Chapter

The Density of Social Networks and Fertility Decisions: Evidence from South Nyanza District, Kenya

Hans‐Peter Kohler

in Fertility and Social Interaction

Published in print September 2001 | ISBN: 9780199244591
Published online November 2003 | e-ISBN: 9780191596544 | DOI: http://dx.doi.org/10.1093/0199244596.003.0003
 The Density of Social Networks and Fertility Decisions: Evidence from South Nyanza District, Kenya

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Utilizes new data gathered in South Nyanza District, Kenya, that includes egocentric social networks and measures of contraceptive prevalence among friends and investigates whether social learning or social influence constitutes the dominant mechanism through which social networks affect an individual's contraceptive decisions. This chapter argues that these mechanisms can be distinguished by analysing the density of the social network and its interaction with the proportion of contraceptive users among network partners. Our analyses indicate that in areas with high market activity, social learning is most relevant, whereas in regions with only modest market activity, social influence constitutes the dominant mechanism of how social networks affect women's contraceptive use. The chapter concludes with the development of a theoretical model of social interactions and fertility.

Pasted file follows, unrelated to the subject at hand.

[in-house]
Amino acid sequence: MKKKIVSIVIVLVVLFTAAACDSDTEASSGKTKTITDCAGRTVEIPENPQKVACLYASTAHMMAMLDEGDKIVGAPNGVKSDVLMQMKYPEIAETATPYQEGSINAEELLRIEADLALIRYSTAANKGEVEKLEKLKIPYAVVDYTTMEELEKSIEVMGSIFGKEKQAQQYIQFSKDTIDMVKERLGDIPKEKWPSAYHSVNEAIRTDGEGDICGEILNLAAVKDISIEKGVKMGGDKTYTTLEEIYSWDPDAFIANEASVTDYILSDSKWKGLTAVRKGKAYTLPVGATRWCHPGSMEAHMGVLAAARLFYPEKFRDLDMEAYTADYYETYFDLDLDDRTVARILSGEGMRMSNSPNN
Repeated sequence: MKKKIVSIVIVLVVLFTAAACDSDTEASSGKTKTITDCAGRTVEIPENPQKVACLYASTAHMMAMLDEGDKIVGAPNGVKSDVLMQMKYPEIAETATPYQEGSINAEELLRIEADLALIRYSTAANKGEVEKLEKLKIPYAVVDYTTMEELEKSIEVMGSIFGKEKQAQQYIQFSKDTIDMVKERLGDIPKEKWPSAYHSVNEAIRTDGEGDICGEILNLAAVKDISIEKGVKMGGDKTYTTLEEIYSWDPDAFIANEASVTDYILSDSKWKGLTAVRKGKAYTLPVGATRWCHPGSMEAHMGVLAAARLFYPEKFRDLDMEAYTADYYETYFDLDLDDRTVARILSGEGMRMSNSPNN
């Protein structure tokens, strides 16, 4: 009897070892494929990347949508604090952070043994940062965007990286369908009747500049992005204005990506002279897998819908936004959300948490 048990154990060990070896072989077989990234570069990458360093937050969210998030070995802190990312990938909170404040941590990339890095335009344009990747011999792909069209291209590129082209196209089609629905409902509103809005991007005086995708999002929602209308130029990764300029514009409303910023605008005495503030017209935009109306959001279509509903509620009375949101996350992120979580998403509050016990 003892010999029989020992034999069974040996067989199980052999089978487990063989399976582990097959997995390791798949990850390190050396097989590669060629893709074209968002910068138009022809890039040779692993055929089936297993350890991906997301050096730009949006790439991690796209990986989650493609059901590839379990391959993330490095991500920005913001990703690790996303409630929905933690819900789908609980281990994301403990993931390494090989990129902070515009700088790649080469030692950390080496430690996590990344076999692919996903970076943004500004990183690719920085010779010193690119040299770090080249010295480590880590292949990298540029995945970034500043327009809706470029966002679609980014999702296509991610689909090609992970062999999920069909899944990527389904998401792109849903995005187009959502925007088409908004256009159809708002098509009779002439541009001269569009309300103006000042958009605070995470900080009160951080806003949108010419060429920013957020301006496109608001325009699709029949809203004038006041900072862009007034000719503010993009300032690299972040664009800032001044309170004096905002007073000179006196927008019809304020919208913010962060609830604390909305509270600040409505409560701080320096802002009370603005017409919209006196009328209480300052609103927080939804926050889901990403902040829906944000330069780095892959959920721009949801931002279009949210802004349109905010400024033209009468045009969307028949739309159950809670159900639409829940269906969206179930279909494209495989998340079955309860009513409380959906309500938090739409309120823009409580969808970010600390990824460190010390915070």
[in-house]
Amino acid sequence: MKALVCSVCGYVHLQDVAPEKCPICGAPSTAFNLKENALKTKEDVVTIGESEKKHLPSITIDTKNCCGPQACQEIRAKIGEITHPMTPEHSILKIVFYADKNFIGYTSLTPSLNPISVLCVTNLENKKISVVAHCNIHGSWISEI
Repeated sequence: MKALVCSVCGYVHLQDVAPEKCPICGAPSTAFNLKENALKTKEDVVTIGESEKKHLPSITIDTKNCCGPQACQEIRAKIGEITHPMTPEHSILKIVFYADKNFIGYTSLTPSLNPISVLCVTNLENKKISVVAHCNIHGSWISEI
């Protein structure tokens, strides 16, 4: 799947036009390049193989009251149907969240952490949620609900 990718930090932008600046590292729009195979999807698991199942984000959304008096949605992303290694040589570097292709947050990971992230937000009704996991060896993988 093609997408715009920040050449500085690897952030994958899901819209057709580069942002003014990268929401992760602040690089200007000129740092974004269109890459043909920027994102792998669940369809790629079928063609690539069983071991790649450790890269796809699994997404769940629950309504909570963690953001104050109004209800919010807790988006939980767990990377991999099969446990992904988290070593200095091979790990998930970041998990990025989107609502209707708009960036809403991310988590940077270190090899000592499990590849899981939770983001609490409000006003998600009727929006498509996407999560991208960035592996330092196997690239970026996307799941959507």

Keywords: contraception; diffusion; Kenya; market; social influence; social learning; social networks

Chapter.  11271 words.  Illustrated.

Subjects: Economic Development and Growth

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